Sunday, 11 August 2019

EDINBURGH FRINGE REVIEW: Kemp's Jig at the Space on the Mile


This short play provides a fascinating insight into Elizabethan England's Entertainment using the famous story of Will Kemp's famous jig over 125 miles from London to Norwich in February 1599 as Steve Taylor recreates the celebrity comedian/Morris dancer and his relationship with Shakespeare and the audiences of the time.

Kemp was a big star and shareholder in the Theatre alongside Burbage and Shakes Rags as he calls him but conflict arrived as he liked to add his own comedy and dance which detracted from the bard's words and in the playwrights eyes mutilated his plays. As a result despite the adoring groundlings, he is forced out of the Lord Chamberlain's men and set off to exploit his own popularity on the journey to Norwich. 

Over the course of the nine actual day's journey, which were actually spread over 27 days, he describes the horrific Bear baiting and public hangings that were alternative forms of public amusement. He provides a vivid description of the effect of the Black Plague which was ravishing London at that time and may have been a reason for his journey to Norwich to escape the effects. It paints a picture of the society in which Shakespeare's plays were first staged.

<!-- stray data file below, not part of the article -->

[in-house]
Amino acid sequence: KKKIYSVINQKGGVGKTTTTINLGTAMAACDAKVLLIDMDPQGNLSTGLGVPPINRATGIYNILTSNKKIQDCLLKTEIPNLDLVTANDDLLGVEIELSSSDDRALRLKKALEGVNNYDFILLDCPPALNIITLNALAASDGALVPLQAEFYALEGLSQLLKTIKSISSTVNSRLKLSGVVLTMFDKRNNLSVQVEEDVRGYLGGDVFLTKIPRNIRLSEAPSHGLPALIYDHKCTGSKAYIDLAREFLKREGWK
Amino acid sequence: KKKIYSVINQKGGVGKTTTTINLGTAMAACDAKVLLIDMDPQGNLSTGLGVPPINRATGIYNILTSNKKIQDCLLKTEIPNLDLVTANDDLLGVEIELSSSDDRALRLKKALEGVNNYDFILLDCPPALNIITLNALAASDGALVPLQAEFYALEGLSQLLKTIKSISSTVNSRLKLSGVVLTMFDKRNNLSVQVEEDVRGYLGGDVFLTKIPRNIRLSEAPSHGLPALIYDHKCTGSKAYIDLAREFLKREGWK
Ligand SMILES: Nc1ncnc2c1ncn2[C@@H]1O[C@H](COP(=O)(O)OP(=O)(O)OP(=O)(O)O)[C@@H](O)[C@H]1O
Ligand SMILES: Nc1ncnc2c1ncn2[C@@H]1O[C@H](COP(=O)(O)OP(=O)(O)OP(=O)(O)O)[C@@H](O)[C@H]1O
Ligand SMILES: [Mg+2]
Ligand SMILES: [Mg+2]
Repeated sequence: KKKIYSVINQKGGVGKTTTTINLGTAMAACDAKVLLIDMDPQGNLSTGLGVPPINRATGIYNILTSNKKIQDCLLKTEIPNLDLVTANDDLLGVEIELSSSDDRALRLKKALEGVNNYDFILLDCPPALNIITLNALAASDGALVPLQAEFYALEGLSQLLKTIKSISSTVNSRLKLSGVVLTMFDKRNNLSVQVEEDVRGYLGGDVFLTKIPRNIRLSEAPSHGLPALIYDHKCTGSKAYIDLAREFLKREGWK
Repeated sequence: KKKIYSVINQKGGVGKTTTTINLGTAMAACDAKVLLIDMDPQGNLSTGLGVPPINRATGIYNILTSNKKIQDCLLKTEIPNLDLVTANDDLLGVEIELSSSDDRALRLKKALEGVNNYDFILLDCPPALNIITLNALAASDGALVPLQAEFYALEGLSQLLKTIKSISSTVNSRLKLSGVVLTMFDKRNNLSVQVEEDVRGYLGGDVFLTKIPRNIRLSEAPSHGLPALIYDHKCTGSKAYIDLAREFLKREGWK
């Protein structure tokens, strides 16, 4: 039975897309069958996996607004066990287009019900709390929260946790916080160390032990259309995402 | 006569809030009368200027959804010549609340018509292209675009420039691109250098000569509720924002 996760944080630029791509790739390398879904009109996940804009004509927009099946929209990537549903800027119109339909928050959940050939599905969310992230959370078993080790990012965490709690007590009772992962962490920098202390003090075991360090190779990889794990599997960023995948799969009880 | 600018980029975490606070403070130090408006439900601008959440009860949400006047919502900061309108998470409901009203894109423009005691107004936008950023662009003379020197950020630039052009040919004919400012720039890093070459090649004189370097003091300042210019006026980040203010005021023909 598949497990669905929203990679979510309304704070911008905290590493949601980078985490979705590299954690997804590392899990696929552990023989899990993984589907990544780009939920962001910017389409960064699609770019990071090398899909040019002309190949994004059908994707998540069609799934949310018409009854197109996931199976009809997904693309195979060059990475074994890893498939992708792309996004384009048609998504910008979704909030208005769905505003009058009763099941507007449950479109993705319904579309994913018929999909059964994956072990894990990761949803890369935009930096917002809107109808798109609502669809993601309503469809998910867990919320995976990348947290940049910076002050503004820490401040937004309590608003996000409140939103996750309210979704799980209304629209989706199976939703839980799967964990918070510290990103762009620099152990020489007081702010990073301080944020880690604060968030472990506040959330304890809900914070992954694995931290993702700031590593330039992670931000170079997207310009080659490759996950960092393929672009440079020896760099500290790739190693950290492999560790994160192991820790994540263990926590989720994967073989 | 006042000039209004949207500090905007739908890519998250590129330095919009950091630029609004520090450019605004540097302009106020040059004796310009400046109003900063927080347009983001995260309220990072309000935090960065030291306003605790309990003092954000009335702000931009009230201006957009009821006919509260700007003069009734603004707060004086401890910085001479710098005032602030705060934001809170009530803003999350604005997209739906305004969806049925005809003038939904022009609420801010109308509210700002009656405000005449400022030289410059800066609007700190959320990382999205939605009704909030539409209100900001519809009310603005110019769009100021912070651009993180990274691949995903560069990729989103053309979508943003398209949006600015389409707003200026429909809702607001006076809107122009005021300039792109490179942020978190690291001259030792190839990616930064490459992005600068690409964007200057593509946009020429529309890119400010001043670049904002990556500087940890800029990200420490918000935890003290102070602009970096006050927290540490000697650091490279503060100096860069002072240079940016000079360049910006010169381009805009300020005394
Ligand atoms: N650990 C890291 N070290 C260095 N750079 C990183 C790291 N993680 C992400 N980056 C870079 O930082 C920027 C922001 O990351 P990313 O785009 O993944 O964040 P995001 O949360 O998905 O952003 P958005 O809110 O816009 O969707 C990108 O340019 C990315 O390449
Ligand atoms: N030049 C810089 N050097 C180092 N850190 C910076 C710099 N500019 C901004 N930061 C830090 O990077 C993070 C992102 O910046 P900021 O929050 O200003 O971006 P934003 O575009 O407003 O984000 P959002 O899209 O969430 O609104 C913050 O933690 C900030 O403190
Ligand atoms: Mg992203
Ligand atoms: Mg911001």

The show works because of the clowning skills, the charismatic delivery and theatricality of the performance of Taylor. We are introduced to his strange mop head dog and then puppetry to create scenes from the Merchant of Venice . Kemp longed to play the nurse in Romeo and Juliet and this provides the opportunity to give us his best Pantomime Dame. He creates the persona of Shakespeare by gently stroking his chin as he speaks, a simple devise to distinguish the two central protagonists of the story.

As a Fringe show this felt a little rushed and I am sure there is more that can be done with this story and the period in a longer form. However, It provides a delightful slice of Elizabethan entertainment that seemed appropriate in the context of a 21st century Fringe schedule and for anyone who likes Shakespeare, Clowning or storytelling it is definitely worth the price of the ticket.

Review by Nick Wayne 

Rating: ★★★

Seat: unreserved | Price of Ticket: £9
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